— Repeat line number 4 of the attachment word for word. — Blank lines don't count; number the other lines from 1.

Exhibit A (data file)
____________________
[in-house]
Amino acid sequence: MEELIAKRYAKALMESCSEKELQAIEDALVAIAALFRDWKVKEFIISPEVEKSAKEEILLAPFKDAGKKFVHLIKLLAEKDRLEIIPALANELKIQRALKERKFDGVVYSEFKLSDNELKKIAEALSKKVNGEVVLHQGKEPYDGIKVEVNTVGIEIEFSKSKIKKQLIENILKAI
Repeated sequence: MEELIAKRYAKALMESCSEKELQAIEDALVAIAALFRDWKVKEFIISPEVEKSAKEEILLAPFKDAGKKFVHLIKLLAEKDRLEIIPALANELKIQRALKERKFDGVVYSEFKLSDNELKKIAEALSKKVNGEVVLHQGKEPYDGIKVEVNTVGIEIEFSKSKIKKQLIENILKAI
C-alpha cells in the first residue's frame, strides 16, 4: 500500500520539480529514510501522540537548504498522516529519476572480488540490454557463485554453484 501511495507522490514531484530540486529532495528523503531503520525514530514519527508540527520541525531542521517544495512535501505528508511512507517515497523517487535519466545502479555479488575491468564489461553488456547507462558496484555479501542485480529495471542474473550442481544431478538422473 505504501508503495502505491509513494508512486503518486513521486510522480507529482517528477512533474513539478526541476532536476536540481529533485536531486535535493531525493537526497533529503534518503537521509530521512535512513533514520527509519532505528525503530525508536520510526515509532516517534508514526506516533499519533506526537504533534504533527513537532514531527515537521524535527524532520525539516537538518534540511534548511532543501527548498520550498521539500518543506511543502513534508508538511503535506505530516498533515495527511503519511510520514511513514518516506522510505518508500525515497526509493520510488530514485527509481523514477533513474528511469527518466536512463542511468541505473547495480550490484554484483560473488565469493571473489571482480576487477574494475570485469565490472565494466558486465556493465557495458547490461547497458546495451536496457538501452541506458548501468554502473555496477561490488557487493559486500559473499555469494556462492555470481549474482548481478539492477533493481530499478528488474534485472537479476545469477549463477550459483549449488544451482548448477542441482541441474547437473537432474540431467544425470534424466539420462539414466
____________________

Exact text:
C-alpha cells in the first residue's frame, strides 16, 4: 500500500520539480529514510501522540537548504498522516529519476572480488540490454557463485554453484 501511495507522490514531484530540486529532495528523503531503520525514530514519527508540527520541525531542521517544495512535501505528508511512507517515497523517487535519466545502479555479488575491468564489461553488456547507462558496484555479501542485480529495471542474473550442481544431478538422473 505504501508503495502505491509513494508512486503518486513521486510522480507529482517528477512533474513539478526541476532536476536540481529533485536531486535535493531525493537526497533529503534518503537521509530521512535512513533514520527509519532505528525503530525508536520510526515509532516517534508514526506516533499519533506526537504533534504533527513537532514531527515537521524535527524532520525539516537538518534540511534548511532543501527548498520550498521539500518543506511543502513534508508538511503535506505530516498533515495527511503519511510520514511513514518516506522510505518508500525515497526509493520510488530514485527509481523514477533513474528511469527518466536512463542511468541505473547495480550490484554484483560473488565469493571473489571482480576487477574494475570485469565490472565494466558486465556493465557495458547490461547497458546495451536496457538501452541506458548501468554502473555496477561490488557487493559486500559473499555469494556462492555470481549474482548481478539492477533493481530499478528488474534485472537479476545469477549463477550459483549449488544451482548448477542441482541441474547437473537432474540431467544425470534424466539420462539414466